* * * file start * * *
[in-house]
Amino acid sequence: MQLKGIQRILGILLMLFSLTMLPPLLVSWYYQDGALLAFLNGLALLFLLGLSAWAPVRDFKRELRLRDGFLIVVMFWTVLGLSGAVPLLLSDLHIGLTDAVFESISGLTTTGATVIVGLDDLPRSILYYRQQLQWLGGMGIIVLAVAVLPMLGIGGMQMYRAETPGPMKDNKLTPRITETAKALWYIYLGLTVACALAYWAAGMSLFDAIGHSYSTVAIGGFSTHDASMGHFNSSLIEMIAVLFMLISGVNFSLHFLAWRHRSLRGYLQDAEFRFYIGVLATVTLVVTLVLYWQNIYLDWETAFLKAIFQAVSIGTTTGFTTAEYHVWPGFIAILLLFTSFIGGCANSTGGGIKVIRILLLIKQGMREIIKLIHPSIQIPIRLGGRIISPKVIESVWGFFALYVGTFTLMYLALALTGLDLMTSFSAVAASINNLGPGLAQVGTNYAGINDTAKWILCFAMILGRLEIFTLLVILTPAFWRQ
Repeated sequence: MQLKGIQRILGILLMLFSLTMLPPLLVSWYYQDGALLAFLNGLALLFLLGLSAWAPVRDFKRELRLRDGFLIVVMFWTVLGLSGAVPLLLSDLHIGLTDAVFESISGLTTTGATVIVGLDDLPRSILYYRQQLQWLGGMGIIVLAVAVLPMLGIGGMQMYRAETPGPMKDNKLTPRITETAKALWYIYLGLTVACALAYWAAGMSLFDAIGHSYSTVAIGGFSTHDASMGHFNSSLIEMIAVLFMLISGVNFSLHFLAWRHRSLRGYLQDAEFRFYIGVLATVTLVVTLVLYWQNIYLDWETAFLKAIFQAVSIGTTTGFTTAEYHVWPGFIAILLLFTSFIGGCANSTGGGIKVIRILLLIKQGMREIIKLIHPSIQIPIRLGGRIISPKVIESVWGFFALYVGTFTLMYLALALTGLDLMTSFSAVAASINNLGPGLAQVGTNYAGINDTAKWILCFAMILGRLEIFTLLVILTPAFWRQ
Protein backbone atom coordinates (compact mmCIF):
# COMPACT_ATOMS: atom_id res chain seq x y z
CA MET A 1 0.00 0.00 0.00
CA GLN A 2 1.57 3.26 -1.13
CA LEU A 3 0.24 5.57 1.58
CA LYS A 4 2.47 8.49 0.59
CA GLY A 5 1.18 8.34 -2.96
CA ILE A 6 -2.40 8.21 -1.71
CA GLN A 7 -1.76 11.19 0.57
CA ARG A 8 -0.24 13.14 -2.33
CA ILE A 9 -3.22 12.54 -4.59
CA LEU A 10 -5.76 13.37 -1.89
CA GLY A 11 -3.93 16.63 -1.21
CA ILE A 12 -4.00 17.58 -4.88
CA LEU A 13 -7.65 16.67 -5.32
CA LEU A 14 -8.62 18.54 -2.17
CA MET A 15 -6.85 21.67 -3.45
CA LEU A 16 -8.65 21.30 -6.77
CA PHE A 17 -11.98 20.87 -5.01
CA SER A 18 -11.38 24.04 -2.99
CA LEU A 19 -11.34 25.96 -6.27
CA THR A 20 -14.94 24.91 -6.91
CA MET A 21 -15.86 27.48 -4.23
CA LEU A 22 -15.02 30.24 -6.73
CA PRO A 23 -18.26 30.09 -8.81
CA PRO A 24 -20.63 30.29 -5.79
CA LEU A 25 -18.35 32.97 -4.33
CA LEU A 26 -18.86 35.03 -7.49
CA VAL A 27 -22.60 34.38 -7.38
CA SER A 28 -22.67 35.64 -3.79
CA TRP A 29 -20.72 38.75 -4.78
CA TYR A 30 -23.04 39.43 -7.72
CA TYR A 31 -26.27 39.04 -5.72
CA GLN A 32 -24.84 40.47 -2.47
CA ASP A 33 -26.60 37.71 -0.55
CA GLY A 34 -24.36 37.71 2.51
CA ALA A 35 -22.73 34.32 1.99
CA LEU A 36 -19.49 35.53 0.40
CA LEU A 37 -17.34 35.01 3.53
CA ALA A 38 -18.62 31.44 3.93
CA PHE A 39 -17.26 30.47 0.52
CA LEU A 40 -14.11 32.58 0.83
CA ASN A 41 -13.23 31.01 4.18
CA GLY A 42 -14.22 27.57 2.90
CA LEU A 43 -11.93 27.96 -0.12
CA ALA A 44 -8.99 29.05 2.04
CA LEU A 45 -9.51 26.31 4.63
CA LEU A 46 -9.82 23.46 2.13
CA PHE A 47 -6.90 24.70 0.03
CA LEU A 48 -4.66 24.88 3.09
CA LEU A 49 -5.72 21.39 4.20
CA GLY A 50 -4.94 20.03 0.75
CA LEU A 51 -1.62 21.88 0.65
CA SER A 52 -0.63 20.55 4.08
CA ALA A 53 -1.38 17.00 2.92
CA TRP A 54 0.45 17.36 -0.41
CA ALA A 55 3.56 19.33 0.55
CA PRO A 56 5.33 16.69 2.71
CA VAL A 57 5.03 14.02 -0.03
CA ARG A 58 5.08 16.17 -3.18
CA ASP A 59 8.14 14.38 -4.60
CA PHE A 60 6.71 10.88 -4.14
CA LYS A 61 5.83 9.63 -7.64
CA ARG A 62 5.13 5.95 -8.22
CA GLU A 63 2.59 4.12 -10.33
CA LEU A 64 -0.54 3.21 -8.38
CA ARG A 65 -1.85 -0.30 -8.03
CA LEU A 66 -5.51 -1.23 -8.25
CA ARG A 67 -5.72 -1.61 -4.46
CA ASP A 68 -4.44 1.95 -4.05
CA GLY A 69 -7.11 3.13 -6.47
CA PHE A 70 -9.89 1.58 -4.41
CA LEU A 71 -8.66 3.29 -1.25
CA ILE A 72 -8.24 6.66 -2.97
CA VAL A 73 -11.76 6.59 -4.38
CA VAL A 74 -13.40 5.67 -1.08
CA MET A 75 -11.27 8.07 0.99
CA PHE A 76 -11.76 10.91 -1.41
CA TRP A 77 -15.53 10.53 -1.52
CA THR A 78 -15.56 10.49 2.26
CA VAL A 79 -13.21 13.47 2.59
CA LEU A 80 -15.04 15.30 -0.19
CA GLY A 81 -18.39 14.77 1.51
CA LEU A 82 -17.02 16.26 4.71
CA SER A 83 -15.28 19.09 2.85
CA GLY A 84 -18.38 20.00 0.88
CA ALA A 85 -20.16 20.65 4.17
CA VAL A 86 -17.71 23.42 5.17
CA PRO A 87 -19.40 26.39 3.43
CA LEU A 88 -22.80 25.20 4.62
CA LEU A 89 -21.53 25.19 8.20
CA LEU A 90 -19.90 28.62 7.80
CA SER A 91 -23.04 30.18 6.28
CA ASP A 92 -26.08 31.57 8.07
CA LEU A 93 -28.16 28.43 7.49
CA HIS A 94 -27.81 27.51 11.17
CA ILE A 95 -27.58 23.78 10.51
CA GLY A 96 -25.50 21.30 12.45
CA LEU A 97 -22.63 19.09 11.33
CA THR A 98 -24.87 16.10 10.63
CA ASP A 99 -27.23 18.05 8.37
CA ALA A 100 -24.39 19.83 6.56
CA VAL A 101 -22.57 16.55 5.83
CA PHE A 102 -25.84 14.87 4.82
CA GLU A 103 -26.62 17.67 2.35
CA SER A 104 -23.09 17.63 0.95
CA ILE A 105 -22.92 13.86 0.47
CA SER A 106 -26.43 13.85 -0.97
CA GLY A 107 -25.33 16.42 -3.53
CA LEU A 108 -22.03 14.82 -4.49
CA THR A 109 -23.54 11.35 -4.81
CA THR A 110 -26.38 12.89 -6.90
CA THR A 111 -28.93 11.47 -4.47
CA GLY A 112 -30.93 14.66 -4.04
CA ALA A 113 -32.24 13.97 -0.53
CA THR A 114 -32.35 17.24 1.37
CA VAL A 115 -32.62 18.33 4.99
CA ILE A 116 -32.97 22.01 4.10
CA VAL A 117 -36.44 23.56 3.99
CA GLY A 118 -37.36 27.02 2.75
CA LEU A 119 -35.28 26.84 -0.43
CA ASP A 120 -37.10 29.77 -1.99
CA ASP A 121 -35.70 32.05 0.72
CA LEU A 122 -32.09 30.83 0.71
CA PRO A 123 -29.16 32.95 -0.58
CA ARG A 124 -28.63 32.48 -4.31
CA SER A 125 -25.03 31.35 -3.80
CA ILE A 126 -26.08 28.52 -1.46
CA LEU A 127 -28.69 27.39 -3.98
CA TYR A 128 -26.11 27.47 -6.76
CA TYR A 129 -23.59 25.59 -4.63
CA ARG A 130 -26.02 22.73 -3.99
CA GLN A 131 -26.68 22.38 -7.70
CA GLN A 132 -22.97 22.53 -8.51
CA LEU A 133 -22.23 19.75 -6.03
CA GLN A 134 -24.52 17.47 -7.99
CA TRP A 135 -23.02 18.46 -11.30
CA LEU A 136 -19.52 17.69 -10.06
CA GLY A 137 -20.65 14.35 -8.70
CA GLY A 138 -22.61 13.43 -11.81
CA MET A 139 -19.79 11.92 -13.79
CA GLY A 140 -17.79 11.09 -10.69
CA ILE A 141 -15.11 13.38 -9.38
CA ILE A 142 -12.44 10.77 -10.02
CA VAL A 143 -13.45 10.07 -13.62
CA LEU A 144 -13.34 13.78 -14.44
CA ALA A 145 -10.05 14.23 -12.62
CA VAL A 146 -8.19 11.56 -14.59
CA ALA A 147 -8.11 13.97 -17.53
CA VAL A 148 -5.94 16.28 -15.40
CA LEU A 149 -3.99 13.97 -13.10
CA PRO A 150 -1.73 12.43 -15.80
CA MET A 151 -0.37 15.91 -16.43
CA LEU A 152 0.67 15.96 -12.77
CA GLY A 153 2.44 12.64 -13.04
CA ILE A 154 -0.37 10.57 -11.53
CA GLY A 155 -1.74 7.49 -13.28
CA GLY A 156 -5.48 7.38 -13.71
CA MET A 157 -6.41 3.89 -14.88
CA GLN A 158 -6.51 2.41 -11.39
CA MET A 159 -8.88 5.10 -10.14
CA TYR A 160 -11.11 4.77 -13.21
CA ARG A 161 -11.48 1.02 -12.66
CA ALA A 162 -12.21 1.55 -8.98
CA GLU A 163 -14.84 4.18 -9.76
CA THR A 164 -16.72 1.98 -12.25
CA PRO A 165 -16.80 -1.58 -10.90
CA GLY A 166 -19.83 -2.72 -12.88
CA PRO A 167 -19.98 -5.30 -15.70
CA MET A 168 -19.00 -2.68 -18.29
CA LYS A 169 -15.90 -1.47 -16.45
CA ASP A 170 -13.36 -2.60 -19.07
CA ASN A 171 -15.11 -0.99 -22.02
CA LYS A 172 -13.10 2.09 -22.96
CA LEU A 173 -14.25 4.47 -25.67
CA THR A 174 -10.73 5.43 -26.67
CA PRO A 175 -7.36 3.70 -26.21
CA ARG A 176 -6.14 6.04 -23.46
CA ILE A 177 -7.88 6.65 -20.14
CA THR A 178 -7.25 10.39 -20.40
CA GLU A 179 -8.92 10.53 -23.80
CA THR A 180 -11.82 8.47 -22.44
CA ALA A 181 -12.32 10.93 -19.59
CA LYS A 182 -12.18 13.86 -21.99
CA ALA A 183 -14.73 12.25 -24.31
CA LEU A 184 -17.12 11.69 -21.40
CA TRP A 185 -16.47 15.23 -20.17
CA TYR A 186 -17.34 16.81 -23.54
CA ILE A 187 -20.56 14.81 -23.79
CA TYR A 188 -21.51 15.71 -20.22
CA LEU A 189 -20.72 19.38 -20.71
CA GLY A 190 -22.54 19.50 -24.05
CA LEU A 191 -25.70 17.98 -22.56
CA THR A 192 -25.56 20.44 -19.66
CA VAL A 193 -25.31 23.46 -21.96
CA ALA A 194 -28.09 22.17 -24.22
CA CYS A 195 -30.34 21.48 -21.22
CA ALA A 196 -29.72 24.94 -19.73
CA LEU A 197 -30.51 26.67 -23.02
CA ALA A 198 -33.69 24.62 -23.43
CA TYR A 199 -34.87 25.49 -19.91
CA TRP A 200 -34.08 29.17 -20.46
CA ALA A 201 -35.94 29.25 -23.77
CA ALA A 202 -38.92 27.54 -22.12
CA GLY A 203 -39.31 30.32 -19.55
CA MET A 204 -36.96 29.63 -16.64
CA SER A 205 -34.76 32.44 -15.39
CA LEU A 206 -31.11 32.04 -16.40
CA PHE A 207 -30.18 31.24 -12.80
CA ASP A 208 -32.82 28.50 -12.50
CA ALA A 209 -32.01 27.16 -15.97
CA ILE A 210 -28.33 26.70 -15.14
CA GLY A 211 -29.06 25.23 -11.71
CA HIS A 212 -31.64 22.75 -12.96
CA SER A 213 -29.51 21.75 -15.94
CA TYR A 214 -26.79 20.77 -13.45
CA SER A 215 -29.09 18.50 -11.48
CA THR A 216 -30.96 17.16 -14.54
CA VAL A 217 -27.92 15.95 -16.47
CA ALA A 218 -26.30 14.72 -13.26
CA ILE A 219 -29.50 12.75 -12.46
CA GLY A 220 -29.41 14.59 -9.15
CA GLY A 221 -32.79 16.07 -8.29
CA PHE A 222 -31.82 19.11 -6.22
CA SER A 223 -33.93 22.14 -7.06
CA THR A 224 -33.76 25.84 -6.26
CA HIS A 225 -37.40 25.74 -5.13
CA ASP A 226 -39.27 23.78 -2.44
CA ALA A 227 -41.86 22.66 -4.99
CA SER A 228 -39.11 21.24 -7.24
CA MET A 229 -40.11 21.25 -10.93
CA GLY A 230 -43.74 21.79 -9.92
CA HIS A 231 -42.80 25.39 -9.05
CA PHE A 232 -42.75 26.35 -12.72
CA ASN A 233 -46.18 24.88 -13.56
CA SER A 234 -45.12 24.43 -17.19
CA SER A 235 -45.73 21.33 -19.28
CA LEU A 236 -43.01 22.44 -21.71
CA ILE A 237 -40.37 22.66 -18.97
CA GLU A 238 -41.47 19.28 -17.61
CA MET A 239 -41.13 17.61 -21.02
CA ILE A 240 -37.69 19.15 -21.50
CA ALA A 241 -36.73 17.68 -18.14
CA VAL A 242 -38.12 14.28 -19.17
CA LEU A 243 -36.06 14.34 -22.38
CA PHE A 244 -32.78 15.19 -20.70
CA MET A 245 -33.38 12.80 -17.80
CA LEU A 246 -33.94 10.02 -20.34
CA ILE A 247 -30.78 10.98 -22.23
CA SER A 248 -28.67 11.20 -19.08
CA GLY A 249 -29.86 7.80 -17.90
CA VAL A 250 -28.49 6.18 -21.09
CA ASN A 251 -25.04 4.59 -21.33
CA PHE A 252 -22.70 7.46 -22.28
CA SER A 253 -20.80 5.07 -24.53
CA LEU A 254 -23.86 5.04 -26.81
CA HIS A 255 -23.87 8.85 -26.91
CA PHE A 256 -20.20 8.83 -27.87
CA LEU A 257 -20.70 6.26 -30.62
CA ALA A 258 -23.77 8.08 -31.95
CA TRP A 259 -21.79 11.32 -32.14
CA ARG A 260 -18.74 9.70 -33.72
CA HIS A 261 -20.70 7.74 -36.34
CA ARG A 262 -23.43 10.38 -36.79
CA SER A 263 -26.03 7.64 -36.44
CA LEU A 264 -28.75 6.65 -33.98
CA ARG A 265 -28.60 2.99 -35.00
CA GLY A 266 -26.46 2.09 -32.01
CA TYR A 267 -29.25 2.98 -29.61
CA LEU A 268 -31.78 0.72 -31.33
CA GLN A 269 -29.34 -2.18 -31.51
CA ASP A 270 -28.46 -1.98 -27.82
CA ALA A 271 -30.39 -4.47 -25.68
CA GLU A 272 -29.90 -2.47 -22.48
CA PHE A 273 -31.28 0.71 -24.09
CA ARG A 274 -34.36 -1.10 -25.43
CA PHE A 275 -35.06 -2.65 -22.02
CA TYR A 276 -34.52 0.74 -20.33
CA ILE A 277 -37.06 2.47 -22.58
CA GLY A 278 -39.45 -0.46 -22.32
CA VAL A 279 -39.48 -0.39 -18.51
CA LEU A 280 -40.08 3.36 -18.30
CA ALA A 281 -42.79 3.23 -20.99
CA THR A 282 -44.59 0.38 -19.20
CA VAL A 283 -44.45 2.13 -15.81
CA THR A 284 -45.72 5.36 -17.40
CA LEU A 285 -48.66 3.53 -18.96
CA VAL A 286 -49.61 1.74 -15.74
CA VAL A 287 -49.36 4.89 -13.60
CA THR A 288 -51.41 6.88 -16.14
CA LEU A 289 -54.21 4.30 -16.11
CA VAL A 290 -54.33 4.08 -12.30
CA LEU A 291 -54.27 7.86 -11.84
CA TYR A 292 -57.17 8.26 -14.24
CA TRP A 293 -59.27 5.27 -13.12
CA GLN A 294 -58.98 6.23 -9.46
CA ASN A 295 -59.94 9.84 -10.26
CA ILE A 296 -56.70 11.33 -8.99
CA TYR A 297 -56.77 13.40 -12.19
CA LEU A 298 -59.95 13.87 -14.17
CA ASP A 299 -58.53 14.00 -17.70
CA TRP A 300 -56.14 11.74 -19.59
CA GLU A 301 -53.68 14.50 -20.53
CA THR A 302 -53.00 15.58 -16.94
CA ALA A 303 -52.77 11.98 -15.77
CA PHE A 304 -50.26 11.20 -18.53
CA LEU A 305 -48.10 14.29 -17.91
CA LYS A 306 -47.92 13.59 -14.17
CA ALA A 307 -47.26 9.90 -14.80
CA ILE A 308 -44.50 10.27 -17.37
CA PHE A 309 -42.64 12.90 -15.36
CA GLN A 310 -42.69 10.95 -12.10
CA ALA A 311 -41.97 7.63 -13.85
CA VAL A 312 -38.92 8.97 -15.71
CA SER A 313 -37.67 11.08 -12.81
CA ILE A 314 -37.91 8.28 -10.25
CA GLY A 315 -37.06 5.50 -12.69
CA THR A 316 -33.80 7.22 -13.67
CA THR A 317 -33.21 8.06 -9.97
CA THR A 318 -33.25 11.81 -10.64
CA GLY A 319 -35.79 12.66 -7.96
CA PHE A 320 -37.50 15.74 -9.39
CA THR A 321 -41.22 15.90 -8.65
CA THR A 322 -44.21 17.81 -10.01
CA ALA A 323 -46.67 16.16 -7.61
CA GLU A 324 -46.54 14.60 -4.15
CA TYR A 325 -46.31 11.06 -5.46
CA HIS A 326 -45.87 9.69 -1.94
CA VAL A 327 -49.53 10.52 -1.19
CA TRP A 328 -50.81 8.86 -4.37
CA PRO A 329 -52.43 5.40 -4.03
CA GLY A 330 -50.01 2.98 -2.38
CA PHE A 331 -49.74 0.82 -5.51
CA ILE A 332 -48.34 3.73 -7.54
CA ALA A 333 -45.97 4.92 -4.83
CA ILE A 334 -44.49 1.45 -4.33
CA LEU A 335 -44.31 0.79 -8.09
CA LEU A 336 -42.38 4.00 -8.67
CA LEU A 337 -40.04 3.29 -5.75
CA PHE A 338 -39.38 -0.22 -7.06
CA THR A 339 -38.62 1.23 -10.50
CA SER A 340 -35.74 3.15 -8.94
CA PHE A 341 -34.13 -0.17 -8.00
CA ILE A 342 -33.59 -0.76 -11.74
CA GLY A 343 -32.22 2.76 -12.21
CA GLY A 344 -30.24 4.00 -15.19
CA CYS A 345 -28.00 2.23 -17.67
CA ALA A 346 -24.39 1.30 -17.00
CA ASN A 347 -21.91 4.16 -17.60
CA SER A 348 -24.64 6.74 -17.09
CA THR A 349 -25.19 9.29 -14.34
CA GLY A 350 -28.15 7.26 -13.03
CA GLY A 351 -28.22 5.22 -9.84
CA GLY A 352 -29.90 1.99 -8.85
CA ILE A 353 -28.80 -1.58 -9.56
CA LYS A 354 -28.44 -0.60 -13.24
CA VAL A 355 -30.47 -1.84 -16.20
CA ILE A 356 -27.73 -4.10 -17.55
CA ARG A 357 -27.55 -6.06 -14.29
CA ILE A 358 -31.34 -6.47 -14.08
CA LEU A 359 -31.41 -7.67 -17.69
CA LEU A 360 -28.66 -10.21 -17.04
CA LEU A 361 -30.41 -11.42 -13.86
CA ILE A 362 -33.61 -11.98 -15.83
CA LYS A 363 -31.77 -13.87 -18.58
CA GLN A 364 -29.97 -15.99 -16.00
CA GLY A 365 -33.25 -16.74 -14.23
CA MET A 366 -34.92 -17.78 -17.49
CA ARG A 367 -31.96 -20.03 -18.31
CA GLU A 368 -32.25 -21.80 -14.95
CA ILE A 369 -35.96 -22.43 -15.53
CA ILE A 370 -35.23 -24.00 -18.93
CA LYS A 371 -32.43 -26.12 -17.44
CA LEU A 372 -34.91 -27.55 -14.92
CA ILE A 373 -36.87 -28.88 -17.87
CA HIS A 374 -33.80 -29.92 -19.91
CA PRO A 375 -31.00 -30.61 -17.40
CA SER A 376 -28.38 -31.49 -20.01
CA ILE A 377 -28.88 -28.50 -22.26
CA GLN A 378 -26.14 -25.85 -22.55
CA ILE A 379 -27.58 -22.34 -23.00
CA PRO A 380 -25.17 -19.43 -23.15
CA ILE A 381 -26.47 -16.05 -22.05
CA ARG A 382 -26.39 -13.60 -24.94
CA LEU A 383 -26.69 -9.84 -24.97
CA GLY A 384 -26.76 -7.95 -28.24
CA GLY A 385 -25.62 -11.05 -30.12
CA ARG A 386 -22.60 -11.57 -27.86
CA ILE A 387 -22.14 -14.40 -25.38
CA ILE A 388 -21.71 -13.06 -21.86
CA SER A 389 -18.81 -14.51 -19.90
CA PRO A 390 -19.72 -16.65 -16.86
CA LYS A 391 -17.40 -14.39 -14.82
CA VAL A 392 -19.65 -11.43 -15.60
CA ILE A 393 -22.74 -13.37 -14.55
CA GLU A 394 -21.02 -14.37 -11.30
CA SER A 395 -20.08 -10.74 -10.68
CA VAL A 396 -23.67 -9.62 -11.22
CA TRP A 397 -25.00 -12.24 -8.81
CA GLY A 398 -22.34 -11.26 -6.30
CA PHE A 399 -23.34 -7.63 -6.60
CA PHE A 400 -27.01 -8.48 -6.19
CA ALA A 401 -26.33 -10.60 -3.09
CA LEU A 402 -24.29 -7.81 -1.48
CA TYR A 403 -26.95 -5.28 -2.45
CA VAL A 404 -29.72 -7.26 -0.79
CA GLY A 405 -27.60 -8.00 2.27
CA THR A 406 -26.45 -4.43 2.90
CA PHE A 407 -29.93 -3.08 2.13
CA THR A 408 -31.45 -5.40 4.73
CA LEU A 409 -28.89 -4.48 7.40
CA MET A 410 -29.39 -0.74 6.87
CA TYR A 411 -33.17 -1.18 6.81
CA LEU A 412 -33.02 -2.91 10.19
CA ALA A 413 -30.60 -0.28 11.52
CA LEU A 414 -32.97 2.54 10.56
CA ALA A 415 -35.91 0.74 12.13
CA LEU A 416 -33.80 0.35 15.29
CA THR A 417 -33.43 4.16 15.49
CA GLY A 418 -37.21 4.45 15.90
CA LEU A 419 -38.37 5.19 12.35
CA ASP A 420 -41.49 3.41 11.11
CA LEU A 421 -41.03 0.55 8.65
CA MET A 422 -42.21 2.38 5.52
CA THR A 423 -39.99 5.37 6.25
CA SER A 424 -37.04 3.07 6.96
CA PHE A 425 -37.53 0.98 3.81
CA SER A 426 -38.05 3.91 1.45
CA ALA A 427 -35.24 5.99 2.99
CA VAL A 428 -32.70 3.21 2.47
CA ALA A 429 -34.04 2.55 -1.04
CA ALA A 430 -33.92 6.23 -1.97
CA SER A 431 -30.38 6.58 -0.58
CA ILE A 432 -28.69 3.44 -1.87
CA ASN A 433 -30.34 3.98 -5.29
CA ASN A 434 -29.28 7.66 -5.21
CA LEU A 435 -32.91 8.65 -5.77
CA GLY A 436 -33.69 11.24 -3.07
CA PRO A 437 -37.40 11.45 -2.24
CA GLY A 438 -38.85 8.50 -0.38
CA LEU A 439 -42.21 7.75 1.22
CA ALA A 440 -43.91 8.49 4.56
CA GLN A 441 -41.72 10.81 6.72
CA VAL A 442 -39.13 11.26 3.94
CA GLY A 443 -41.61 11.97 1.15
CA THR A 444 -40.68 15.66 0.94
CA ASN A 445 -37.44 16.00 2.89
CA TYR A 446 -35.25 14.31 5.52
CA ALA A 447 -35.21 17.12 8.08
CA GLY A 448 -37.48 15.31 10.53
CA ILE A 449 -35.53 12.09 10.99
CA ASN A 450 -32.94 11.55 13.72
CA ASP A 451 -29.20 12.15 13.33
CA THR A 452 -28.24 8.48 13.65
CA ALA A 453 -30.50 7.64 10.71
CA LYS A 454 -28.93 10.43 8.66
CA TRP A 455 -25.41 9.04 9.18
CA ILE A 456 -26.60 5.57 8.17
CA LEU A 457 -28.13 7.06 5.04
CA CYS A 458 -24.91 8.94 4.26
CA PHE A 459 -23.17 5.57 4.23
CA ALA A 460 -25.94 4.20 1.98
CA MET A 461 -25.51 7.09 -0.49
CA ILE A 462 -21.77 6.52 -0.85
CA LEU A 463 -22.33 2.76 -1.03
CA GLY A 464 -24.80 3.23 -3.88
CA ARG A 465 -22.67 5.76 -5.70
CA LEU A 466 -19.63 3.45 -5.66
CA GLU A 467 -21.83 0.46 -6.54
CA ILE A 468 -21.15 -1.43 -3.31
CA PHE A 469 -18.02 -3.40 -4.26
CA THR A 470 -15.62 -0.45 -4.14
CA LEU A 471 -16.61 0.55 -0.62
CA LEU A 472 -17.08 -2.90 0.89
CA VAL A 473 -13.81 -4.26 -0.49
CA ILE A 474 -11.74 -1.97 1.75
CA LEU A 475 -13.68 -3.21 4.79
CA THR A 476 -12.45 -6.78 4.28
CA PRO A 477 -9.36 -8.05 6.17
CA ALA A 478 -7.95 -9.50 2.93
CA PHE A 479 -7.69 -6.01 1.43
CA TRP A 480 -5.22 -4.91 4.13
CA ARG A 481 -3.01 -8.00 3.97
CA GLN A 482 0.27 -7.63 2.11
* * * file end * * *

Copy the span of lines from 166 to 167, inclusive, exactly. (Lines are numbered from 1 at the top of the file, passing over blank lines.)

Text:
CA ARG A 161 -11.48 1.02 -12.66
CA ALA A 162 -12.21 1.55 -8.98